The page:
- - Sunday, August 21, 2016



By Paul Andrew Hutton

Crown Publishing Group, $30, 544 pages

On a March day in 1851 after he and friends had spent time trading goods with residents of the Mexican town of Janos, a young Apache warrior named Goyahkla (One Who Yawns) returned to his home in a nearby village. What he discovered would impact American history.

Lying next to one another in pools of blood, scalped, dead, were his wife, his three children and his mother. They had been murdered by Mexican militia controlled by warlords who ruled this chaotic region.

So severe was the vengeance he inflicted that his terrified Mexican enemies would cry out for protection to the great saint of deliverance — Jerome. And this is how Goyahkla came to be known by a different name, the Spanish word for Jerome — Geronimo.

Grandson of a chief but never one himself, as an Apache Geronimo considered his homeland to be what the Mexicans and the Spanish before them called Apacheria, the vast expanse stretching from what today is west Texas through New Mexico and Arizona to eastern California and deep into Mexico.

As Americans pushed westward vying against the Indians for control of the Southwest no one more frustrated the U.S. government’s efforts to subdue the Indians than Geronimo. His first three times in captivity he escaped. So skilled was he at eluding his pursuers that a leading magazine ridiculed the U.S. military by running a cartoon portraying Geronimo instructing West Point cadets in warfare. At one point fully one-quarter of the U.S. Army was deployed in pursuit of him — even when Geronimo’s force numbered merely 34, many of them women and children.

“Never in American history had so many sought to kill so few,” renowned historian and University of New Mexico professor of History Paul Andrew Hutton notes in his monumental book, “The Apache Wars,” a meticulously researched and magnificently rendered epic story of the legendary times and persons of a segment of American history that Mr. Hutton labels “the longest war in American history.”

What had ignited this “longest war,” writes Mr. Hutton, was the abduction in late January 1861 of the 11-year-old Irish-Mexican adopted son of a prominent white Arizona rancher by a band of Apaches. The red-headed, light complexioned captive boy grew up as an Apache warrior named Coyote and later, known as Micky Free, became the best and most famous Apache scout assisting the U.S. Army. He straddled Apache and white cultures, neither one trusting him, both faulting him for the prolonged war his abduction had brought about. He played a pivotal role in the great struggle and caused Geronimo more anxiety than anyone else ever had.

Mr. Hutton uses the captive boy’s life as a thread in weaving together this quintessential American story about the legendary people and events of the quarter-century-long final struggle for domination of Apacheria that left “a trail of blood from the Pecos River in Texas through New Mexico and Arizona and deep into Mexico.” It was a war in which each side committed horrendous brutalities, betrayals and massacres.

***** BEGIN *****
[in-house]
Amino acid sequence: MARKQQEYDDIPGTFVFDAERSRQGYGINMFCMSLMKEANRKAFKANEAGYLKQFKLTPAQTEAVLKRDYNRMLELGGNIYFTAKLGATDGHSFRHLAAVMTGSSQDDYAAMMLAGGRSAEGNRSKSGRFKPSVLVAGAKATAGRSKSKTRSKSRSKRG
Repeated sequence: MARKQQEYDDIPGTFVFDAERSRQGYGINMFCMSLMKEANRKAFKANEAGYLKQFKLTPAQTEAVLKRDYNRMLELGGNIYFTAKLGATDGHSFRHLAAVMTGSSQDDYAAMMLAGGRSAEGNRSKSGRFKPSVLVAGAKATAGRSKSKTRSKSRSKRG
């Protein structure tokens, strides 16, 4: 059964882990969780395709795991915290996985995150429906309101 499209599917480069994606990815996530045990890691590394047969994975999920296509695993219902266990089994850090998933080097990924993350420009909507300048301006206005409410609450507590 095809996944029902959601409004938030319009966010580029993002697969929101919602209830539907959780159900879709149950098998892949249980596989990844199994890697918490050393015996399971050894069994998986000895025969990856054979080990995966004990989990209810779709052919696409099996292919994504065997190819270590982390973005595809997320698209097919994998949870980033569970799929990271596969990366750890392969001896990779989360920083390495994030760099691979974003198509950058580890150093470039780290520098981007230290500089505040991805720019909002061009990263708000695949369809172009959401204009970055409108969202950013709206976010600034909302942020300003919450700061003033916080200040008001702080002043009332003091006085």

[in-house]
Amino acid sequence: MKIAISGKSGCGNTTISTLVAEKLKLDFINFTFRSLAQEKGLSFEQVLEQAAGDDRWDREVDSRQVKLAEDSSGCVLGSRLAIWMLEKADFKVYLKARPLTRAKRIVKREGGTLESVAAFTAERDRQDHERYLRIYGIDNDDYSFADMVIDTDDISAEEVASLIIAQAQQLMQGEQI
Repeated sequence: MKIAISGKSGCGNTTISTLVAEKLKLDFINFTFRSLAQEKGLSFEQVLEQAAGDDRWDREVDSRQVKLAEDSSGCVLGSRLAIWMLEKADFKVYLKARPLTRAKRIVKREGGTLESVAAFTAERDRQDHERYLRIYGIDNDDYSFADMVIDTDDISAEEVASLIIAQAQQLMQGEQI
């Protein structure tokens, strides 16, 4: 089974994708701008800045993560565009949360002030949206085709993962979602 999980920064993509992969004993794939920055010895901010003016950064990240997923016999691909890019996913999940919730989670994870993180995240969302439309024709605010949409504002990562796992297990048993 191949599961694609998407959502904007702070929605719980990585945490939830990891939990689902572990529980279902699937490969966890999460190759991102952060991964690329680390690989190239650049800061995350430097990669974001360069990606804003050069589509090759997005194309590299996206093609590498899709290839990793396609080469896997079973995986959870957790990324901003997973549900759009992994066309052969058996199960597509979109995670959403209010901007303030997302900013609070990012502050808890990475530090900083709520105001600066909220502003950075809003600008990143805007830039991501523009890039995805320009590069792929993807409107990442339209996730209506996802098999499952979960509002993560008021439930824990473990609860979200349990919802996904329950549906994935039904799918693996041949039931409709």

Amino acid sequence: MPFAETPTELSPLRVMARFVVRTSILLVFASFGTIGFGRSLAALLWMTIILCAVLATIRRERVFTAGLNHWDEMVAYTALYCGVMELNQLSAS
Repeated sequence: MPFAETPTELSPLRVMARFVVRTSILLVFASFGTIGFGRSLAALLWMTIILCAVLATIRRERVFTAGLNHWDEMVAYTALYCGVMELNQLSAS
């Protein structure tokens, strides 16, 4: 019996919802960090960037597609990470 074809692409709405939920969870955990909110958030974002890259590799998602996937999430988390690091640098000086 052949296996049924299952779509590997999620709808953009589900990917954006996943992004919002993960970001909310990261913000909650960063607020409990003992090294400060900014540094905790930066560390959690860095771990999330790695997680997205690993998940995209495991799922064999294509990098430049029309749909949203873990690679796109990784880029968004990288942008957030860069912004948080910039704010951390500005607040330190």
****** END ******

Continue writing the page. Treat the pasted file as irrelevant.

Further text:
Ending of this “longest war in American history” is dated the day Geronimo surrendered, for the fourth and final time, on Sept. 3, 1886 to Gen. Nathan Miles at Skeleton Canyon, Arizona. He was not captured. He had been located in Mexico by Apache scouts, had agreed to meet with aides of Miles and then, following discussion with his warriors who opted for surrender, decided there was no sense in his continuing and agreed to surrender officially on U.S. soil.

As Geronimo and Gen. Miles stood facing one another, the American interrupter told Geronimo: “General Miles is your friend.” To which Geronimo replied: “I never saw him. But I have been in need of friends. Why has he not been with me?” With laughter echoing in Skeleton Canyon the long war finally ended.

Geronimo went on to become one of the greatest celebrities the country had ever known. Tourists paid him for his autograph and to have their pictures taken with him. He became a big draw for exposition, fairs and shows all over the country, including the St. Louis World’s Fair. He was the sensation of the inauguration parade for President Theodore Roosevelt when he rode horseback in it. He died at age 79 on Feb. 17, 1909 after falling off his horse one night at the Fort Sill, Oklahoma, reservation during a drunken stupor and catching pneumonia from lying all night half-submerged in a cold stream.

Reading “The Apache Wars” is almost like watching a movie that entertains and informs about what life was like on the Southwest frontier. It introduces readers to many fascinating people, including Apache chiefs Cochise, Mangas Coloradas and Victorio; “The Warrior Woman;” Kit Carson; “The Dreamer;” The Apache Kid; famous generals and Indian agents — and so much more. And as with many a good movie it includes an interesting and informative epilogue.

“The Apache Wars” is history as history should be written. It doesn’t just simply tell you — it seems to take you there.

Fred J. Eckert, a former Republican congressman from New York and former U.S. ambassador to Fiji, is author of “Hank Harrison for President” (Vandamere Press).

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